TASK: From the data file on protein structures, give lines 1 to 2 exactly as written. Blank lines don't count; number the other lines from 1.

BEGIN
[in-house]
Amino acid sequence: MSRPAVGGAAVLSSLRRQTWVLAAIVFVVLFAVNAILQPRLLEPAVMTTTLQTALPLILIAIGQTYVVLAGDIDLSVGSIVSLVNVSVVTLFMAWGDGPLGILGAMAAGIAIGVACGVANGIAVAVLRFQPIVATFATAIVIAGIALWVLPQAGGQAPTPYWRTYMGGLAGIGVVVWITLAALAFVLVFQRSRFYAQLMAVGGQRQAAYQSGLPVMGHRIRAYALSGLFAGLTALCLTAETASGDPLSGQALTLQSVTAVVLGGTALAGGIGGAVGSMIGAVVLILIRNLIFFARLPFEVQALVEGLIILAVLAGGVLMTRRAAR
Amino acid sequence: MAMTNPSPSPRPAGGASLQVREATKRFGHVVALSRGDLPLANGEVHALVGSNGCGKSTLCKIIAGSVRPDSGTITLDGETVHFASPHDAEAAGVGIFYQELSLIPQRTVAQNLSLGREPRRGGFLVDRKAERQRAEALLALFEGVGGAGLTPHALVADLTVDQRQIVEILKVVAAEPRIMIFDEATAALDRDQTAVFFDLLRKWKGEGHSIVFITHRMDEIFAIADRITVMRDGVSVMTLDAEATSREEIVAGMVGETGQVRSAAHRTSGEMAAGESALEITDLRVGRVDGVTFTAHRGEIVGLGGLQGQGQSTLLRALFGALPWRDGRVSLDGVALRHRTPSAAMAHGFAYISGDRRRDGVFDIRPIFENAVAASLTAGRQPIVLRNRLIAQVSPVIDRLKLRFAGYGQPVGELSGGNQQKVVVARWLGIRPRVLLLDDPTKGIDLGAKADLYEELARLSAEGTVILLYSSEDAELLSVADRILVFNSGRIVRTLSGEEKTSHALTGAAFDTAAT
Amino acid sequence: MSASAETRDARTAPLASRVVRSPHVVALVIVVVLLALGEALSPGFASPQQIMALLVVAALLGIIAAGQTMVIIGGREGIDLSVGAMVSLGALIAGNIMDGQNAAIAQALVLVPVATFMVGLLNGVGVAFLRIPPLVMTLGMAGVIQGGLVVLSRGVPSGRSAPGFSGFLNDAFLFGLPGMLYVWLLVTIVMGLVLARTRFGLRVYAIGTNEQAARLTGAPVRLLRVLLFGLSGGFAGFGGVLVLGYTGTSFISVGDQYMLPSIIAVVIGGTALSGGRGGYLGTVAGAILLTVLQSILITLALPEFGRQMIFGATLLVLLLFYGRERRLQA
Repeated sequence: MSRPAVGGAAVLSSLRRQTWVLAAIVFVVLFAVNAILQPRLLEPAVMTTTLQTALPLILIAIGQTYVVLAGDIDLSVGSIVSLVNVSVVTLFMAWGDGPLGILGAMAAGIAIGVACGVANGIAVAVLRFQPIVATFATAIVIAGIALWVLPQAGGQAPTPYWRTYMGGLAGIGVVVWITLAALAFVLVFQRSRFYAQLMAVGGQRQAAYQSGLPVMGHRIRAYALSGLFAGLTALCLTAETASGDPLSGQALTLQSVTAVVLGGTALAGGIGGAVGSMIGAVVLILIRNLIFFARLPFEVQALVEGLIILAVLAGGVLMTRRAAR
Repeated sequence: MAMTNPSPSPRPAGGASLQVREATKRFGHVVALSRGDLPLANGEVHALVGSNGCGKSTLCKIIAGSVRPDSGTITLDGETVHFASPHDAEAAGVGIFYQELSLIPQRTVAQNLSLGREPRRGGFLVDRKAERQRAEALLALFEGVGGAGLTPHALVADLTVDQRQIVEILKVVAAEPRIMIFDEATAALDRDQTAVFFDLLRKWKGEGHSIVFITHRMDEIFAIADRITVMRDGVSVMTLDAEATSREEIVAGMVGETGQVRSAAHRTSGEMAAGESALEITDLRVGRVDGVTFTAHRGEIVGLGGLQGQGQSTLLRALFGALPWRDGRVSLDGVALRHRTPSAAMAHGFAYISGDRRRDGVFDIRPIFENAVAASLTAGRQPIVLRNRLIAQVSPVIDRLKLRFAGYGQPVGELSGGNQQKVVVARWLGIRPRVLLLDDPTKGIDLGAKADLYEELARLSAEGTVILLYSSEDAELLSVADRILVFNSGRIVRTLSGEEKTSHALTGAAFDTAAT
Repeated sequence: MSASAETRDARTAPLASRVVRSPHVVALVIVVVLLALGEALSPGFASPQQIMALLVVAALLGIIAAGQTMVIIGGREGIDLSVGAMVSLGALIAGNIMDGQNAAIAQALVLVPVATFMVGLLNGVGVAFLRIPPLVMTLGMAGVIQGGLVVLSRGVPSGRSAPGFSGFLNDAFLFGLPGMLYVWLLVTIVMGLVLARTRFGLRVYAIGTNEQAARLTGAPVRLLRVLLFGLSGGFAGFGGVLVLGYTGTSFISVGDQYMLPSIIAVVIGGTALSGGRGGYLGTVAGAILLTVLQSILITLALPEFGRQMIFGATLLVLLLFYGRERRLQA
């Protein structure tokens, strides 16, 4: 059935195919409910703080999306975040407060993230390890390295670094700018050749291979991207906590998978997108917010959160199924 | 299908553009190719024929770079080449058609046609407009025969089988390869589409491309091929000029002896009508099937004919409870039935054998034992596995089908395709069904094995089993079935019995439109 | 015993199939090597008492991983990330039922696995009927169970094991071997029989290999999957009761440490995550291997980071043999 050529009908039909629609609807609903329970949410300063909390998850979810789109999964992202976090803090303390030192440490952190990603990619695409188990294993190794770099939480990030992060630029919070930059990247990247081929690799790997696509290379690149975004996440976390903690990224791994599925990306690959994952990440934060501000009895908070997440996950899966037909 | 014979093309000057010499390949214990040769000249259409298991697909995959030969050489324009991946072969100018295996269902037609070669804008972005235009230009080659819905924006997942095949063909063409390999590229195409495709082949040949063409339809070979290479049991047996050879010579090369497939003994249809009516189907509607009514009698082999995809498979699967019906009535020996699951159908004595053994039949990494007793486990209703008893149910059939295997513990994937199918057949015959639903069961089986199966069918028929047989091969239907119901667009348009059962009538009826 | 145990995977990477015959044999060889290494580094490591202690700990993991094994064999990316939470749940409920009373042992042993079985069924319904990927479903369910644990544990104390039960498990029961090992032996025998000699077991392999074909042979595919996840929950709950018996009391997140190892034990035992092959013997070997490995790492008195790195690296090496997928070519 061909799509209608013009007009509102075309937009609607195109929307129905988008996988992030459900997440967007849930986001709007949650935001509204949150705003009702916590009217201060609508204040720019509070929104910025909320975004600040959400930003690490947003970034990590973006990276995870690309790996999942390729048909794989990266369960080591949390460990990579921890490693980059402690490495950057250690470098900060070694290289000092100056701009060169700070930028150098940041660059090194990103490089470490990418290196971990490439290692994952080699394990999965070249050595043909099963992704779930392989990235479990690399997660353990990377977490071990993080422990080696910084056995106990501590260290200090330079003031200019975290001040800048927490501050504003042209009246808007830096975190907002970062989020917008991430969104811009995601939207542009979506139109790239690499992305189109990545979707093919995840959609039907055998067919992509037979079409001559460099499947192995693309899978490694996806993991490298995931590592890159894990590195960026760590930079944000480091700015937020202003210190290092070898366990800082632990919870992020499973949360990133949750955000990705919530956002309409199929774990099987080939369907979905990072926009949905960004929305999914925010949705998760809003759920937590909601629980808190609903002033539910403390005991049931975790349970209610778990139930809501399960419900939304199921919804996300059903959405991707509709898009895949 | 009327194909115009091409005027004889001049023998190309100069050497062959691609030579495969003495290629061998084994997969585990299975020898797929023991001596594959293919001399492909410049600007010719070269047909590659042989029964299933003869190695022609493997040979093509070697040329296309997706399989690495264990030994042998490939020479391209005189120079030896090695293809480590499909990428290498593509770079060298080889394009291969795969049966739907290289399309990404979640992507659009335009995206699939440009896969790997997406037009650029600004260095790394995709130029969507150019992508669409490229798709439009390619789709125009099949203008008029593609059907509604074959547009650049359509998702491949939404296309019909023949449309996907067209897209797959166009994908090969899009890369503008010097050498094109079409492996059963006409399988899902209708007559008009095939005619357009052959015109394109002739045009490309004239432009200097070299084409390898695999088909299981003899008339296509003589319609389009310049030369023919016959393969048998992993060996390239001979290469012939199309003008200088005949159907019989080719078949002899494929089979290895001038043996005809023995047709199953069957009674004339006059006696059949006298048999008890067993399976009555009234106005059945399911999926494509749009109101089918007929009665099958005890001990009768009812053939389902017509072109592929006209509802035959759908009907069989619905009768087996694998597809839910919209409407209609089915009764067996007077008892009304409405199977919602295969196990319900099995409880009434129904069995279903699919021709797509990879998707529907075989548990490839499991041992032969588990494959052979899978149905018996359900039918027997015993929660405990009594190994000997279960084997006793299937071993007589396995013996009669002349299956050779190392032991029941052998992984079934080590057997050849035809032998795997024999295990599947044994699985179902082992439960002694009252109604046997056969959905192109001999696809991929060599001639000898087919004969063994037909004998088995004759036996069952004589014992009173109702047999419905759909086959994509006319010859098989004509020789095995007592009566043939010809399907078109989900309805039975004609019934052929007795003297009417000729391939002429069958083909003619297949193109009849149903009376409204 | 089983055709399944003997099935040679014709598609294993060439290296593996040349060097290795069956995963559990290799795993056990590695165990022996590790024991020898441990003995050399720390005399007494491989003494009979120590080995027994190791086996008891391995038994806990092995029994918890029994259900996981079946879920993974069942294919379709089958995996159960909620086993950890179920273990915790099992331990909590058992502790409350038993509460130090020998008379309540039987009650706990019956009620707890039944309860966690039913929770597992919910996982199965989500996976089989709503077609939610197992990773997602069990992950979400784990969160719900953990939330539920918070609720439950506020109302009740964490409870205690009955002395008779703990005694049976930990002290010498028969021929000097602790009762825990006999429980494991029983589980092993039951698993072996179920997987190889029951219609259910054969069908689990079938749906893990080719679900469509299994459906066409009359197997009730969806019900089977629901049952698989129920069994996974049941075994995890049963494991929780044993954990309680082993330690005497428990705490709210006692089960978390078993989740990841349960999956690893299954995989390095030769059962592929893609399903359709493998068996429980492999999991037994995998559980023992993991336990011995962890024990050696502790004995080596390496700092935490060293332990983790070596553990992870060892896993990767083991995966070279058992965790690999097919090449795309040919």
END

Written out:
[in-house]
Amino acid sequence: MSRPAVGGAAVLSSLRRQTWVLAAIVFVVLFAVNAILQPRLLEPAVMTTTLQTALPLILIAIGQTYVVLAGDIDLSVGSIVSLVNVSVVTLFMAWGDGPLGILGAMAAGIAIGVACGVANGIAVAVLRFQPIVATFATAIVIAGIALWVLPQAGGQAPTPYWRTYMGGLAGIGVVVWITLAALAFVLVFQRSRFYAQLMAVGGQRQAAYQSGLPVMGHRIRAYALSGLFAGLTALCLTAETASGDPLSGQALTLQSVTAVVLGGTALAGGIGGAVGSMIGAVVLILIRNLIFFARLPFEVQALVEGLIILAVLAGGVLMTRRAAR